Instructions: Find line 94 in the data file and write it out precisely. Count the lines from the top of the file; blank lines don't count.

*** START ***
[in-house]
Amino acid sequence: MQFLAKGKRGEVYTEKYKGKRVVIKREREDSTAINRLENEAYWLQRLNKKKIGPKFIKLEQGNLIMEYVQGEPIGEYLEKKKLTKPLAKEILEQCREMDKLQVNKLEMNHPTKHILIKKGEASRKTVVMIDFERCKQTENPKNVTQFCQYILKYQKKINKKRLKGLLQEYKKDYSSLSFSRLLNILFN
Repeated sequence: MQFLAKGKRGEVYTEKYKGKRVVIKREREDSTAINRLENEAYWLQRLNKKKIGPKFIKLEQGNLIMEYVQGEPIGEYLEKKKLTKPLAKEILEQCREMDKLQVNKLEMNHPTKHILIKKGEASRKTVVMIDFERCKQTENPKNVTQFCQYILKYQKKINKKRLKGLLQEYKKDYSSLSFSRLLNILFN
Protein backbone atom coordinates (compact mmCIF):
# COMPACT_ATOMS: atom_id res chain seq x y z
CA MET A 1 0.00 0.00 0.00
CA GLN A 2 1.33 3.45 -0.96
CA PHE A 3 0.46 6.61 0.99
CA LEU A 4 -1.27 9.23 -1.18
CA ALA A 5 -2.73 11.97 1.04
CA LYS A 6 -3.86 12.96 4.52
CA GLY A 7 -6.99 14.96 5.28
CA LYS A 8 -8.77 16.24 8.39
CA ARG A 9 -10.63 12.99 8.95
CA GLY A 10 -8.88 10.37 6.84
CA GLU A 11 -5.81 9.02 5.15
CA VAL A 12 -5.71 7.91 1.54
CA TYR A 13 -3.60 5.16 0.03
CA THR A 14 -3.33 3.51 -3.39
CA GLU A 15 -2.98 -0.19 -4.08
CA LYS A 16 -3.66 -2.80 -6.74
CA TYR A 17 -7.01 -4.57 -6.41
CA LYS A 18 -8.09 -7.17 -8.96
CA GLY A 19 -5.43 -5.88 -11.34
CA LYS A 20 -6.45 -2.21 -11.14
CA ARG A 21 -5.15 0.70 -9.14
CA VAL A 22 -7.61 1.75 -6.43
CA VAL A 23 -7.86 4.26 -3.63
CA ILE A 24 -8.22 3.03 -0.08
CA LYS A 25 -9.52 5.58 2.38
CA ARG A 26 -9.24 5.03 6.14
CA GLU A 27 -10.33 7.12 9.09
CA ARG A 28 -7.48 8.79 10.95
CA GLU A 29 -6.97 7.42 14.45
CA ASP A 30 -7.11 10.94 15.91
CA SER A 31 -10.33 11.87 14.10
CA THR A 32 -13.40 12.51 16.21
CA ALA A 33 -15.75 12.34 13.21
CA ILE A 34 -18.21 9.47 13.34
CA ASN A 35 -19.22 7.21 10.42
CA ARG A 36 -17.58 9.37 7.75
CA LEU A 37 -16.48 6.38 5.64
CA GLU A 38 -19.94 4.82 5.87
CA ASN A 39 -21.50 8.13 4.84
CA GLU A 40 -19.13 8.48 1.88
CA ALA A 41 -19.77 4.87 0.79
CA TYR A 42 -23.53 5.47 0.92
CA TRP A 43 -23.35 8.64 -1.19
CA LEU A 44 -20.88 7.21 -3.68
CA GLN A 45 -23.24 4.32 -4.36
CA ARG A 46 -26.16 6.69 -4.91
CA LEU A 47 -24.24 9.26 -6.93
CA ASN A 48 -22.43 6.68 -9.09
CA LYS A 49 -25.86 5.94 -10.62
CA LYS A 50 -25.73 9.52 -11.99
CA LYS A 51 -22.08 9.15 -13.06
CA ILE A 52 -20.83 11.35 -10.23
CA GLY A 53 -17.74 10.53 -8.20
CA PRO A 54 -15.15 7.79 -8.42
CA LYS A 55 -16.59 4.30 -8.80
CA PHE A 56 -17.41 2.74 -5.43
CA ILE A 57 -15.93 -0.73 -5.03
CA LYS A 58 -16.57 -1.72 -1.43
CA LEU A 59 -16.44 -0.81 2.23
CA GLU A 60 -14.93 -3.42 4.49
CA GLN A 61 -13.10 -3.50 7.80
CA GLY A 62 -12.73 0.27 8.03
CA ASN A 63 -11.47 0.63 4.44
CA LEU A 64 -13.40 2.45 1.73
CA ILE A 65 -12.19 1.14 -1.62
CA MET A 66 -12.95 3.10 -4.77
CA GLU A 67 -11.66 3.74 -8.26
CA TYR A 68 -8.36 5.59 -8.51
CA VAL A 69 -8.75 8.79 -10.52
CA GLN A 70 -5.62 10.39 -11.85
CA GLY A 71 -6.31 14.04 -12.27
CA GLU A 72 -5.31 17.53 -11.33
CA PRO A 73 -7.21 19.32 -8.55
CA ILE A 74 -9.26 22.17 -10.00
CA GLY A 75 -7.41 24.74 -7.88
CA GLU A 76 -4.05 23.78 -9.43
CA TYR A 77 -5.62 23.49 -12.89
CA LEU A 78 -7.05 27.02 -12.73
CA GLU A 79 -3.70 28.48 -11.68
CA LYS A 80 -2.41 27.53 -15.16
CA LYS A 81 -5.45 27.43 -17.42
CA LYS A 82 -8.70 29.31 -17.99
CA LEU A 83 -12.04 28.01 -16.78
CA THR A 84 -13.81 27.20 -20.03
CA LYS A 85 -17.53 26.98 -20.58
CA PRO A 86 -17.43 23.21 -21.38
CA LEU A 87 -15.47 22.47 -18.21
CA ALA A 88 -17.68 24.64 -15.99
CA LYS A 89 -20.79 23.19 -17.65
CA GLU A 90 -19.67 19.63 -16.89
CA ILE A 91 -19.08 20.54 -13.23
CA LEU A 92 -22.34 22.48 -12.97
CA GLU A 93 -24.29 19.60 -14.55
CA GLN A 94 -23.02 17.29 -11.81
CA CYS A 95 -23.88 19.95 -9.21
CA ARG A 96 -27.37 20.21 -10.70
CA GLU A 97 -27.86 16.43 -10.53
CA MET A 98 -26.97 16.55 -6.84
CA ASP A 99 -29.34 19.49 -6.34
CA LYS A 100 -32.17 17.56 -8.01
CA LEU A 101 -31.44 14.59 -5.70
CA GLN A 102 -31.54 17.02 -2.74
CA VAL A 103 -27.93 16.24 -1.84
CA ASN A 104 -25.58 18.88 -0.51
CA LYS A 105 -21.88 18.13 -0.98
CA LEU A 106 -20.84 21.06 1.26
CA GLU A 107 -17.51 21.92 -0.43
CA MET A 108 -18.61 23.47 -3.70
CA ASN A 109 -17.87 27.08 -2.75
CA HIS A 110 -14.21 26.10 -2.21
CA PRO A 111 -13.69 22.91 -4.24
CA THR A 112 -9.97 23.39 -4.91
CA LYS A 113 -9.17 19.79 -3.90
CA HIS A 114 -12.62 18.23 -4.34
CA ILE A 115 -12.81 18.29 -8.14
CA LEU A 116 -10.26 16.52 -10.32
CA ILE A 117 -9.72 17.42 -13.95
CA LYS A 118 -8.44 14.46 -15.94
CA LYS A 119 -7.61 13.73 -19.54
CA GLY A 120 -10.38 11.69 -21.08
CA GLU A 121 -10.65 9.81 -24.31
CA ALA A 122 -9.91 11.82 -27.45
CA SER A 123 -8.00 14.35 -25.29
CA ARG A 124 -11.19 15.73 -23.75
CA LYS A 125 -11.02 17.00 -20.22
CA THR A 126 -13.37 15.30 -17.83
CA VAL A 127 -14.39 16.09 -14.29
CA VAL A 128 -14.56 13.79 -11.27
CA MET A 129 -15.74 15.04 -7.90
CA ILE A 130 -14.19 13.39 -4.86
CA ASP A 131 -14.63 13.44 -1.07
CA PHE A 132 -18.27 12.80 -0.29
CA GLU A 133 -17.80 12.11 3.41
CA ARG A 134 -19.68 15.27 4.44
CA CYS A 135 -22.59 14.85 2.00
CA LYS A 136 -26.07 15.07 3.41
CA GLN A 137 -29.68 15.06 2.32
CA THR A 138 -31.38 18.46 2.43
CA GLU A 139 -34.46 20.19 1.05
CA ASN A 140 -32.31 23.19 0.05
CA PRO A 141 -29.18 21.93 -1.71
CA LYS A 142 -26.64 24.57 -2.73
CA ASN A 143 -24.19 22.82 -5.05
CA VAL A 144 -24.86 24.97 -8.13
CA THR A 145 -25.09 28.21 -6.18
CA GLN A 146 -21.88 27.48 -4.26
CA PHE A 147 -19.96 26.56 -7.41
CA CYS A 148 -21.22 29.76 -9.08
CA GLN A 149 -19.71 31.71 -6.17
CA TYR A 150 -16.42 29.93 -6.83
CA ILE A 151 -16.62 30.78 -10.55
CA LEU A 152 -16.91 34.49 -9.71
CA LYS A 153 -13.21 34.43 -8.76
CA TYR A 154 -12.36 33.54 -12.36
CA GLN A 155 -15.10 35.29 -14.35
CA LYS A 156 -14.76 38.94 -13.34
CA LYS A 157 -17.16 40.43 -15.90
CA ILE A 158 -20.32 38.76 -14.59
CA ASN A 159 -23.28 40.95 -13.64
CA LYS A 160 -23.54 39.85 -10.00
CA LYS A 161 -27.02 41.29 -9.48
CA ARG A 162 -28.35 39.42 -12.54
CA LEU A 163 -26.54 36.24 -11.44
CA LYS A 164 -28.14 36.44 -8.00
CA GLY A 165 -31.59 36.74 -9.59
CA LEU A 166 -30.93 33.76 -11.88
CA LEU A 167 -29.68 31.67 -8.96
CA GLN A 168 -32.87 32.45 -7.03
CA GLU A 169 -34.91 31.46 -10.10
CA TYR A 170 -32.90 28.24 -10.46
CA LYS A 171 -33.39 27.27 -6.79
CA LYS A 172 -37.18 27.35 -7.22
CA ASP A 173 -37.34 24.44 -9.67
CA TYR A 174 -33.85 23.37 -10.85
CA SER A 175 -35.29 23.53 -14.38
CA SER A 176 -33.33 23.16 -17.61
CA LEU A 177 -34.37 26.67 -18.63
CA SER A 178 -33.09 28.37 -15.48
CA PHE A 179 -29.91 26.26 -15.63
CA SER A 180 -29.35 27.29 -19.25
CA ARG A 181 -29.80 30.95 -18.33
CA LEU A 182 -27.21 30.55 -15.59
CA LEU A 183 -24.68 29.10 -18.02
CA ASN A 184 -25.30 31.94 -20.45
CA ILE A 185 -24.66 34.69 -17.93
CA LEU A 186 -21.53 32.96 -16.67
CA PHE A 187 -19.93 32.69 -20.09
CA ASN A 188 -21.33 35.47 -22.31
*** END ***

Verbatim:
CA LYS A 89 -20.79 23.19 -17.65